[GEEKY] Even the simplest things are complicated

I love this article revealing the beautiful hidden complexity of the lowly magsafe connector.

Ken Shirriff’s blog: Teardown and exploration of Apple’s Magsafe connector:

Have you ever wondered what’s inside a Mac’s Magsafe connector? What controls the light? How does the Mac know what kind of charger it is? This article looks inside the Magsafe connector and answers those questions.


Patents: Innovation Nation

An interesting view on patents from Judge Posner:

“In Posner’s view, many patents are unnecessary. Patents, he believes, are important for drug companies that spend hundreds of millions of dollars bringing a new drug to market — a drug that can easily be copied by a competitor. Without the protection that a patent affords, pharmaceutical companies would have far less incentive to come up with new drugs.” (from New York Times)

In another article that discussed Posner’s view on patents: “Why there are too many patents in America” (from The Atlantic)



How do you feel about Software Patents?

I am not dead set against software patents, although I’ve been on both sides of the issue.

I am the proud inventor listed on 3 or 4 patents. Some are more worthy in my opinion that others. I was also leading a development team that had to stand on its head to avoid conflicting with a patent that everyone agreed should never have issued, but we didn’t have the nerve or resources to contest.

So I was interested to see some behind the veil of “Intellectual Ventures”, Nathan Myhrvold’s IP/Patent company:

“…But IV is not buying inventions. It’s buying patents. And most software engineers will tell you, at least when it comes to software, a patent and an invention are not the same. Lots of patents cover things that people who write software for a living wouldn’t consider inventions at all… (from When Patents Attack)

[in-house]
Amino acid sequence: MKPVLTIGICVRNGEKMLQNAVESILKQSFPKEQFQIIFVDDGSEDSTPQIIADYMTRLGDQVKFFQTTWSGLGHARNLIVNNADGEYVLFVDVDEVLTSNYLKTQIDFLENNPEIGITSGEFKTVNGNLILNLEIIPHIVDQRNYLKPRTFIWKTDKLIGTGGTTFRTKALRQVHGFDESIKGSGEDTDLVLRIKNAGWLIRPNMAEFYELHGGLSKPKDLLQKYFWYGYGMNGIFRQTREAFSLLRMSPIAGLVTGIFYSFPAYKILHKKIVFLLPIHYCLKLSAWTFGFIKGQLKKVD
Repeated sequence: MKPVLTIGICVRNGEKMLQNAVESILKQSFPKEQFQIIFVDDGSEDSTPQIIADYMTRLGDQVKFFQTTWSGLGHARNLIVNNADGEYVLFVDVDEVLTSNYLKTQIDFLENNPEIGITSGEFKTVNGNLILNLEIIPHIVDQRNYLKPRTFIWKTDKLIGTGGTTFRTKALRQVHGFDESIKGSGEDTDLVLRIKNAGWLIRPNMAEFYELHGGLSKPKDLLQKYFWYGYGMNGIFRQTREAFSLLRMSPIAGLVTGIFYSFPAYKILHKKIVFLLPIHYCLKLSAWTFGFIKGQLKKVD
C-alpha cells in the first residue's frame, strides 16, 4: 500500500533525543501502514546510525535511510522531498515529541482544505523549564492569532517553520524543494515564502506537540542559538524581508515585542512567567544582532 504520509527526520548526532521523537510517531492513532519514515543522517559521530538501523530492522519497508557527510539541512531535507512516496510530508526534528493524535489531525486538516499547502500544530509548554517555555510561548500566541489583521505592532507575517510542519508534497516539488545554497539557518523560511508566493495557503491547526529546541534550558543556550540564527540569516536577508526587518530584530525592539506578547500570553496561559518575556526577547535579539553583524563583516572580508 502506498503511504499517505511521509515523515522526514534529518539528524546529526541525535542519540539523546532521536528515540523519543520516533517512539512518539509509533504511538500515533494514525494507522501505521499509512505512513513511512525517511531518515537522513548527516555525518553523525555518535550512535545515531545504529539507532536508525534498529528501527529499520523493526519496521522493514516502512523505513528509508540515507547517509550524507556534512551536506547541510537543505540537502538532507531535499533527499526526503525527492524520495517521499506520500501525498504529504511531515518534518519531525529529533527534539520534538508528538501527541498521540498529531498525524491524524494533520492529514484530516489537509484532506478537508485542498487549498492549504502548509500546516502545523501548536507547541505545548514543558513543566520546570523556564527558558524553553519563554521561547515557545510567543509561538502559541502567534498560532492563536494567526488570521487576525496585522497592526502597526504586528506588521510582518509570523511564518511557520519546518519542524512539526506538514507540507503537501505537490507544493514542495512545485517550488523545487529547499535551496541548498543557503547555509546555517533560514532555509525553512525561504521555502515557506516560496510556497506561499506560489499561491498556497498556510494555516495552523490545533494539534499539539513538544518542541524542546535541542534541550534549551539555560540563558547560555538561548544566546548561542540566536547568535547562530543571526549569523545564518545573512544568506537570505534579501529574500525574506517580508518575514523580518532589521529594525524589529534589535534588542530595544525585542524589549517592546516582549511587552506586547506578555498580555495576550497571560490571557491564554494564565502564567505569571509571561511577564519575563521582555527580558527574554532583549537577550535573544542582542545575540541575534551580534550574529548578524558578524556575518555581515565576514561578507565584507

Patents and perpetual motion machines

An interesting commentary on a couple of patents that issued from the US Patent Office:

“The US patent office no longer grants patents on perpetual motion machines, but has recently granted at least two patents on a mathematically impossible process: compression of truly random data” (from Gailly.net)

Also you might be interested in the topic, there’s a second patent that seems also to be fatally flawed — It is analyzed here.

I am not opposed to software patents as a matter of principle. And of course a patent that describes something that is mathematically impossible is harmless inasmuch no one is forced to use it. But it does shine a light on the problems with Patents in general. Is it mathematically impossible though?

I wonder how the inventors of these patents would respond to the allegations above. Well it turns out that he has devoted a whole web site to the topic: “Michael Cole, Inventor of Recursive Data Compression Patent 5,488,364 created andy utilized a recursive data compression structure.” The site has lots of details and mathematical symbols. I have not taken the time to try to understand either his arguments or the counter arguments.

I mainly got fascinated by the conflict.